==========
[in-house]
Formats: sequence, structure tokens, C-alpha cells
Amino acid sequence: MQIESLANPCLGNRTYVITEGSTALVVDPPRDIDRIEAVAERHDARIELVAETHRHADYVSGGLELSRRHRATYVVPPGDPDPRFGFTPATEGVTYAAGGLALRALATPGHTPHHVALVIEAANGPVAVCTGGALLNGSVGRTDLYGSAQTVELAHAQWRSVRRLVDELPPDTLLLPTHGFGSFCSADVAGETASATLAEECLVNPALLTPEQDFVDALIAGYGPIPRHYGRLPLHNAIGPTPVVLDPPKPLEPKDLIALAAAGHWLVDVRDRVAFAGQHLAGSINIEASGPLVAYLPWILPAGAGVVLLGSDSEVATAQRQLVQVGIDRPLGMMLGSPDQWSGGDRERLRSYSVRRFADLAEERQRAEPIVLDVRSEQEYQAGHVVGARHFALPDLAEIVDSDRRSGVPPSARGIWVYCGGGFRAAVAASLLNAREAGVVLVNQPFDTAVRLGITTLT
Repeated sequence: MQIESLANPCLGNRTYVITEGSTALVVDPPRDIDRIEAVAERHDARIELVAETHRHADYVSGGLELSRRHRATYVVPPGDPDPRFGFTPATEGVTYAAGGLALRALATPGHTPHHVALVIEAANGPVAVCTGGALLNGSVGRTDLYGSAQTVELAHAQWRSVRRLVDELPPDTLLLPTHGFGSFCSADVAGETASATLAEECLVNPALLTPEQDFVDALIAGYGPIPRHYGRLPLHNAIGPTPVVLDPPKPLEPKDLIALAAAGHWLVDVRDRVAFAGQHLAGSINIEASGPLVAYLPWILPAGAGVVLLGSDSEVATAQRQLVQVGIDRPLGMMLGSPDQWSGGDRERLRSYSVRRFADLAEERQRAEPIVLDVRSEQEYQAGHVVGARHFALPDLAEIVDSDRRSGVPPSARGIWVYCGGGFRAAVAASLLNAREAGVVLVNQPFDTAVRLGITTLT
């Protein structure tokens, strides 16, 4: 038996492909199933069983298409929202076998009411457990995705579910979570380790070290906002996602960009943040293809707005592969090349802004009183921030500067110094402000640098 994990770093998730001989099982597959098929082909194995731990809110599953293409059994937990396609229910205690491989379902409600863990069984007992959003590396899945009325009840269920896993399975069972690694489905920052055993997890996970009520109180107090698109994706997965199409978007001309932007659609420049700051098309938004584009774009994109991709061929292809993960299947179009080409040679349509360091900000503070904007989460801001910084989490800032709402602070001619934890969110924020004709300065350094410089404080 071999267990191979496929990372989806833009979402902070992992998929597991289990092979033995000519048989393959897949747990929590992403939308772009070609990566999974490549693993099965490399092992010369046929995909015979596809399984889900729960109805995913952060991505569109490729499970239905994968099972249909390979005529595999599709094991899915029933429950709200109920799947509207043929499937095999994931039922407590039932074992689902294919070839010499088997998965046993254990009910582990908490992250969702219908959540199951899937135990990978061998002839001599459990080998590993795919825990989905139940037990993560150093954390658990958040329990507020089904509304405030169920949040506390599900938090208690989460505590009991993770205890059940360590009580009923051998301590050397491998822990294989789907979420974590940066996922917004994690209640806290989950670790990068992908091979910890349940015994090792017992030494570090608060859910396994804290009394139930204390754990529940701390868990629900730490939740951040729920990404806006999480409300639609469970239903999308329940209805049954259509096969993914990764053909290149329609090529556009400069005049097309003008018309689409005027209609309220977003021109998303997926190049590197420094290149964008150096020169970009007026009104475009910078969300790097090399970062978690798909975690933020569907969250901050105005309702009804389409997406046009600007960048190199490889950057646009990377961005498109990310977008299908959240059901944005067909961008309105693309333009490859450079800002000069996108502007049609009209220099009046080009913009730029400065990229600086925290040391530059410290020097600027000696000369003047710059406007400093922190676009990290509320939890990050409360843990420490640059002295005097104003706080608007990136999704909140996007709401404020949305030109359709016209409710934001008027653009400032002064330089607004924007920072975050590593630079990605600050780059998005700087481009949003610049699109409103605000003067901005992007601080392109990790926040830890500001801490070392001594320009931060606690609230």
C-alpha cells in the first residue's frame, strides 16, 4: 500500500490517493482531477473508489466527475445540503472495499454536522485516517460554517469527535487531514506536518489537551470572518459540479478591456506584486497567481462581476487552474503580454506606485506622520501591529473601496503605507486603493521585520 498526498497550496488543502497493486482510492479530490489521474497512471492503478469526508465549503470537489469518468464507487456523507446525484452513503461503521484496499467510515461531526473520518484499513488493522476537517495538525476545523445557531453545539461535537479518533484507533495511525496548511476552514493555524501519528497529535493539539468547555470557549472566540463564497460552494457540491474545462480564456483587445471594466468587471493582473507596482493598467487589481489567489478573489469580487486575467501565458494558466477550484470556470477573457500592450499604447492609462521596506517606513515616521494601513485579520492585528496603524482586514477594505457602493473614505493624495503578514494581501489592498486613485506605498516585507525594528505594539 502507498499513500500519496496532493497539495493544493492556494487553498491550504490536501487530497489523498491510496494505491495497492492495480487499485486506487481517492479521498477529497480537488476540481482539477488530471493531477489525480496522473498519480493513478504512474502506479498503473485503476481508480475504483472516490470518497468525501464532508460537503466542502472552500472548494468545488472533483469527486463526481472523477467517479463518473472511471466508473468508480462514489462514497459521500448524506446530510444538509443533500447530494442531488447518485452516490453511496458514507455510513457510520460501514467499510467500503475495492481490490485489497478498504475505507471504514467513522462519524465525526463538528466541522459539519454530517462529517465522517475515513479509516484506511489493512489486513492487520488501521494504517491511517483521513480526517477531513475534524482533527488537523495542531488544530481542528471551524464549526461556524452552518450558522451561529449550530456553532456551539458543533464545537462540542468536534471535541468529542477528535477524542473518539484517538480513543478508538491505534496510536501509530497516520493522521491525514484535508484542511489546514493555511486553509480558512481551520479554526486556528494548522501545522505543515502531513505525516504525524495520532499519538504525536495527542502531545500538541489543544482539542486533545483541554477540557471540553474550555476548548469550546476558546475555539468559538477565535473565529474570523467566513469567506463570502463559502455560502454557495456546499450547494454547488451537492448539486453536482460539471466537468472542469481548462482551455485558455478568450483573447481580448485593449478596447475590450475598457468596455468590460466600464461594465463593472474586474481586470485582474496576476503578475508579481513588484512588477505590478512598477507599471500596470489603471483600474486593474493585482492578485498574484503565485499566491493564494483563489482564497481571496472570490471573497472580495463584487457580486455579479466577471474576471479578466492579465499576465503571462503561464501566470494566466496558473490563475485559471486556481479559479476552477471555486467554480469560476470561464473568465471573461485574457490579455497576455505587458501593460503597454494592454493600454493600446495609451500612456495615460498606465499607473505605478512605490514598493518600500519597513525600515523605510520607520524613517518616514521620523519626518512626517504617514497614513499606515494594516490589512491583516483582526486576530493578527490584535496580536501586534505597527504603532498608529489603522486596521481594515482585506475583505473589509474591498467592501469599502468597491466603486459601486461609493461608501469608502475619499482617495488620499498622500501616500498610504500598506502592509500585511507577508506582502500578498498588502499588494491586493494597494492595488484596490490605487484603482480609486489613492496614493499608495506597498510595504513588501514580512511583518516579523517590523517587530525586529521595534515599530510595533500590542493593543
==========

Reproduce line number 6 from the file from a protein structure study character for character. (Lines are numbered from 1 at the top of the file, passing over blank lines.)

C-alpha cells in the first residue's frame, strides 16, 4: 500500500490517493482531477473508489466527475445540503472495499454536522485516517460554517469527535487531514506536518489537551470572518459540479478591456506584486497567481462581476487552474503580454506606485506622520501591529473601496503605507486603493521585520 498526498497550496488543502497493486482510492479530490489521474497512471492503478469526508465549503470537489469518468464507487456523507446525484452513503461503521484496499467510515461531526473520518484499513488493522476537517495538525476545523445557531453545539461535537479518533484507533495511525496548511476552514493555524501519528497529535493539539468547555470557549472566540463564497460552494457540491474545462480564456483587445471594466468587471493582473507596482493598467487589481489567489478573489469580487486575467501565458494558466477550484470556470477573457500592450499604447492609462521596506517606513515616521494601513485579520492585528496603524482586514477594505457602493473614505493624495503578514494581501489592498486613485506605498516585507525594528505594539 502507498499513500500519496496532493497539495493544493492556494487553498491550504490536501487530497489523498491510496494505491495497492492495480487499485486506487481517492479521498477529497480537488476540481482539477488530471493531477489525480496522473498519480493513478504512474502506479498503473485503476481508480475504483472516490470518497468525501464532508460537503466542502472552500472548494468545488472533483469527486463526481472523477467517479463518473472511471466508473468508480462514489462514497459521500448524506446530510444538509443533500447530494442531488447518485452516490453511496458514507455510513457510520460501514467499510467500503475495492481490490485489497478498504475505507471504514467513522462519524465525526463538528466541522459539519454530517462529517465522517475515513479509516484506511489493512489486513492487520488501521494504517491511517483521513480526517477531513475534524482533527488537523495542531488544530481542528471551524464549526461556524452552518450558522451561529449550530456553532456551539458543533464545537462540542468536534471535541468529542477528535477524542473518539484517538480513543478508538491505534496510536501509530497516520493522521491525514484535508484542511489546514493555511486553509480558512481551520479554526486556528494548522501545522505543515502531513505525516504525524495520532499519538504525536495527542502531545500538541489543544482539542486533545483541554477540557471540553474550555476548548469550546476558546475555539468559538477565535473565529474570523467566513469567506463570502463559502455560502454557495456546499450547494454547488451537492448539486453536482460539471466537468472542469481548462482551455485558455478568450483573447481580448485593449478596447475590450475598457468596455468590460466600464461594465463593472474586474481586470485582474496576476503578475508579481513588484512588477505590478512598477507599471500596470489603471483600474486593474493585482492578485498574484503565485499566491493564494483563489482564497481571496472570490471573497472580495463584487457580486455579479466577471474576471479578466492579465499576465503571462503561464501566470494566466496558473490563475485559471486556481479559479476552477471555486467554480469560476470561464473568465471573461485574457490579455497576455505587458501593460503597454494592454493600454493600446495609451500612456495615460498606465499607473505605478512605490514598493518600500519597513525600515523605510520607520524613517518616514521620523519626518512626517504617514497614513499606515494594516490589512491583516483582526486576530493578527490584535496580536501586534505597527504603532498608529489603522486596521481594515482585506475583505473589509474591498467592501469599502468597491466603486459601486461609493461608501469608502475619499482617495488620499498622500501616500498610504500598506502592509500585511507577508506582502500578498498588502499588494491586493494597494492595488484596490490605487484603482480609486489613492496614493499608495506597498510595504513588501514580512511583518516579523517590523517587530525586529521595534515599530510595533500590542493593543